- Full name: Ivan Bunin
- Date of birth: 10 October 1870
In 1881 he was sent to a public school in Yelets, but never completed the coursework and ended up being home-schooled
Ivan Bunin was born on October 10, 1870, in his old noble family estate in Voronezh province in Central Russia.
In 1881 he was sent to a public school in Yelets, but never completed the coursework and ended up being home-schooled. He never graduated college either.
When he was 17, he published one of his poems called “Over Nadson’s grave”. He worked as a corrector, a librarian, a statistician, a newspaper reporter. In the early 1890’s, he started to write prose. “Antonov Apples”, “Flowers of the Field”, “The gentleman from San-Francisco”, “Light Breathing”, “The Village” – these works brought him three Pushkin prizes of the Russian Science Academy. At the same time, he translated English and American literature, such as “The Song of Hiawatha” by Henry Longfellow or “Manfred” and “Cain” by Byron.
Bunin did not accept the Bolshevik power. After the October revolution, he moved to Odessa, where he intensively collaborated with the Volunteer anti-Bolshevik army. In February 1920, the red Army approached Odessa and he was forced to immigrate to France.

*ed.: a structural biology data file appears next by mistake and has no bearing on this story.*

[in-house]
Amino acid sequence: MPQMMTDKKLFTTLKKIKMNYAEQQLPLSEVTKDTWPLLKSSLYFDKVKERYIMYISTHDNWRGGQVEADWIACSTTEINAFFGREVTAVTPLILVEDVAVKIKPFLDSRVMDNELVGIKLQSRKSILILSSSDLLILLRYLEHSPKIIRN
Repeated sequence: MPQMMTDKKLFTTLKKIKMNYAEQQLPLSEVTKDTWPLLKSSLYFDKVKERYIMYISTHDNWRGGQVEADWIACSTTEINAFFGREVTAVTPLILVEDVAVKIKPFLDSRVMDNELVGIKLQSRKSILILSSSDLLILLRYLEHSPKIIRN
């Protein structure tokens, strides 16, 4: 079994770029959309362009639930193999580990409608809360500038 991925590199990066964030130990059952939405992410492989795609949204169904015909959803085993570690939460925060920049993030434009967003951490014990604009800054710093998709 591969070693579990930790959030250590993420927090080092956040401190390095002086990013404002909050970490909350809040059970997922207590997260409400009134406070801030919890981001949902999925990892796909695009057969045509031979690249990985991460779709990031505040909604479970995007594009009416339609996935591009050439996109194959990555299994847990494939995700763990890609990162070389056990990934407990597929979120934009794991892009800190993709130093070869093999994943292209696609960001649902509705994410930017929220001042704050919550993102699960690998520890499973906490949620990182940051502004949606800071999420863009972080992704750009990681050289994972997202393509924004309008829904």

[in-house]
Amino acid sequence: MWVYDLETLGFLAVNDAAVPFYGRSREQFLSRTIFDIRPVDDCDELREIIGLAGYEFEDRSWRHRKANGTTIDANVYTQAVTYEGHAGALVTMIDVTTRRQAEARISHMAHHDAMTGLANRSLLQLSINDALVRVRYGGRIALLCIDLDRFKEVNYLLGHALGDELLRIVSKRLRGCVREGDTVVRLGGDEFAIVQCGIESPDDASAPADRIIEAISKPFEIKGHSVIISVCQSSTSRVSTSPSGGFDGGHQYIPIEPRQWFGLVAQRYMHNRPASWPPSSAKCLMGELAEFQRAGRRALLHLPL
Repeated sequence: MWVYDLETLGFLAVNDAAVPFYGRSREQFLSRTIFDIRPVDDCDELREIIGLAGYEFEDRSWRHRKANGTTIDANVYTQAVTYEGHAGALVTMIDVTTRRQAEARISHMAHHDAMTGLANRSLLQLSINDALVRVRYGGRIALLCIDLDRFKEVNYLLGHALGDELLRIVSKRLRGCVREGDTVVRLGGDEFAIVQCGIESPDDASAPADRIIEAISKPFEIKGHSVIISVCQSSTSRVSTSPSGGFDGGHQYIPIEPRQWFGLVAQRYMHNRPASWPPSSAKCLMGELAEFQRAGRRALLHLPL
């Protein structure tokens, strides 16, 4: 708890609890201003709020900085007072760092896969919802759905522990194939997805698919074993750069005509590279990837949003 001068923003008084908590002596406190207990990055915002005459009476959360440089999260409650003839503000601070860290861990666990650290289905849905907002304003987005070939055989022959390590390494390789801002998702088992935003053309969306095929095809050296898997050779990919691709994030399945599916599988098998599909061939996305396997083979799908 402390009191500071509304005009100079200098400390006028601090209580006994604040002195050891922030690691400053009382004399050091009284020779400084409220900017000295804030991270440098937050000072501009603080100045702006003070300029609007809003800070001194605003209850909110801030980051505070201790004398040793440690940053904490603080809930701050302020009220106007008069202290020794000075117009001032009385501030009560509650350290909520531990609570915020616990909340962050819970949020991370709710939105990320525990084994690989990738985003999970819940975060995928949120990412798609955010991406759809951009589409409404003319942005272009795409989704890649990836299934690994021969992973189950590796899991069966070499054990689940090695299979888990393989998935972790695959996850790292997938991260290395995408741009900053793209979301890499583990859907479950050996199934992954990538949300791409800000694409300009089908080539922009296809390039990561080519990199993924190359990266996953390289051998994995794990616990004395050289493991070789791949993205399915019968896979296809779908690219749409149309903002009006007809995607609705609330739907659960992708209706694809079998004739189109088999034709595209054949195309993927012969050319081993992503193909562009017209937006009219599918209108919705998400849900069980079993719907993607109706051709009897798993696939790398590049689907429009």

In this exile, he wrote the majority of his most popular works, such as the short stories “Mitya’s Love” and “Sunstroke”, the short story collection “Dark Avenues”, the novel “The Life of Arsenyev”. The Nobel prize for Literature was awarded to him in 1933 ‘for following through and developing with chastity and artfulness the traditions of Russian classic prose’.
He kept writing poems till the end of his life. He died in 1953 in Paris, a half a year after Stalin’s death. They say that the novel “Resurrection” by Tolstoy was found open on his deathbed.
Работы в «Гоголь-центре»
- «Mitya's love» (Author)